The lesson: Those who stick to a closed ecosystem of products that don’t interact with others are going to lose out to those who provide integration with added-value services that go beyond their core offering.
In insurance, data from IoT devices will unlock wonderful new approaches to underwriting and claims:
Live underwriting: An enhanced view of risk through asset performance and usage data. Increased customer engagement, becoming a “risk partner,” not just “risk finance.” Alternative usage-based propositions. Live monitoring of compliance with warranties. Real-time coverage adjustments based on changing needs.
Smart claims: Improved visibility of loss events and their proximate cause, but also some element of loss prevention as the IoT stops the loss from occurring in the first place. Quicker responses to events and better early loss estimation. Enhanced loss data and insight for risk advisory. New triggers for parametric products. Reduced need for (and cost of) loss adjusting.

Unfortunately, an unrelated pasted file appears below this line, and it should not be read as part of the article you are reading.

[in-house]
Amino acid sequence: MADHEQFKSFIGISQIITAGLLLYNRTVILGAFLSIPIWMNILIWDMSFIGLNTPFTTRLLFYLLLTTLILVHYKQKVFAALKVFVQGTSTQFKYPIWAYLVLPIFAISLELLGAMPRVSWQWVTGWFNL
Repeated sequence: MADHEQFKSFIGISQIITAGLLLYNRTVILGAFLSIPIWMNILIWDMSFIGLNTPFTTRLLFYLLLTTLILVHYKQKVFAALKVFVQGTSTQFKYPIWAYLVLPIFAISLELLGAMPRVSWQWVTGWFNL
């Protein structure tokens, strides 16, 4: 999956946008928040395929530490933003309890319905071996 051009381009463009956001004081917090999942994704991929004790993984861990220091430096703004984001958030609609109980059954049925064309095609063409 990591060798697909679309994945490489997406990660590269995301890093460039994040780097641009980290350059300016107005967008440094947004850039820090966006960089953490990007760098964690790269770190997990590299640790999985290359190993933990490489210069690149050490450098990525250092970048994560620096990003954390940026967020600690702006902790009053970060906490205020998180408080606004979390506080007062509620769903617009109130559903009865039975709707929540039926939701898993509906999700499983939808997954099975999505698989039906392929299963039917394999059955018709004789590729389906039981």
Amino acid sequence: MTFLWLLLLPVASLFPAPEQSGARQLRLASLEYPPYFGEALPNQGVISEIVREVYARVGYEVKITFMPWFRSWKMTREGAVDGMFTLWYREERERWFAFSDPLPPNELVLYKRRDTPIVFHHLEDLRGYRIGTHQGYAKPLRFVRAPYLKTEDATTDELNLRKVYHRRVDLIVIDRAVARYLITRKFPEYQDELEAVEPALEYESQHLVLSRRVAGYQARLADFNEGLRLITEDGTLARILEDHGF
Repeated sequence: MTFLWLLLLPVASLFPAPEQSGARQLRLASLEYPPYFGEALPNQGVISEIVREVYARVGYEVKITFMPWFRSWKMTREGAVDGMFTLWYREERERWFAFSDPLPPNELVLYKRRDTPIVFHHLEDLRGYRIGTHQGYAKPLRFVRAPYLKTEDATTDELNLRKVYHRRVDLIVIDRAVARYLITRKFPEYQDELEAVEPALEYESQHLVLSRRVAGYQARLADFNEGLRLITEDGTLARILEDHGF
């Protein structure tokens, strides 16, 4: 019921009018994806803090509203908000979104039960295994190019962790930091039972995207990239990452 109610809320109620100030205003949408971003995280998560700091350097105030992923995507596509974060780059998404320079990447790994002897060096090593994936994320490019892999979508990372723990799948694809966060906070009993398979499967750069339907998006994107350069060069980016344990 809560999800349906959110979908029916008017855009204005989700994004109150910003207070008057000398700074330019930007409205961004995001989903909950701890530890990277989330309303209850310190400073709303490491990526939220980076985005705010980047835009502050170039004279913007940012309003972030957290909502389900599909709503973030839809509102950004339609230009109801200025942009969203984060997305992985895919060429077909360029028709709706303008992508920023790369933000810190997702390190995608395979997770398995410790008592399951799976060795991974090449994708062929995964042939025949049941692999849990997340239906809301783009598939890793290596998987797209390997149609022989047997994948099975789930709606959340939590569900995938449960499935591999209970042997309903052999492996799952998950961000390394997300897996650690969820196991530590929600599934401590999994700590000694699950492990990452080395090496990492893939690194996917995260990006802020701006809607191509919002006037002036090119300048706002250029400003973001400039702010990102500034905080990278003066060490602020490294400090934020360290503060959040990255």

But, we also need to think about this from the client perspective. With more data, clients become more sophisticated. They understand more about their risk than we do and can control much of it. Potentially, the IoT devices can independently prevent the loss from occurring at all. So, with less uncertainty, they need less insurance, and premiums could begin to fall. What they choose to buy could be very different. In short, insurers and reinsurers need to think about how products are designed to meet client needs.
Being left behind by more forward-thinking (and maybe new) competitors is a real risk. However, the good news is that it is not too late. Most insurer-led IoT propositions are still in the proof of concept stage. With limited evidence of a loss ratio reduction, it can be difficult to convince clients, or even our own executive teams, to disrupt business as usual for unproven technology pilots. The lessons learned by those insurers and reinsurers that are experimenting with IoT will help them win. Being late to this party is not really a viable option.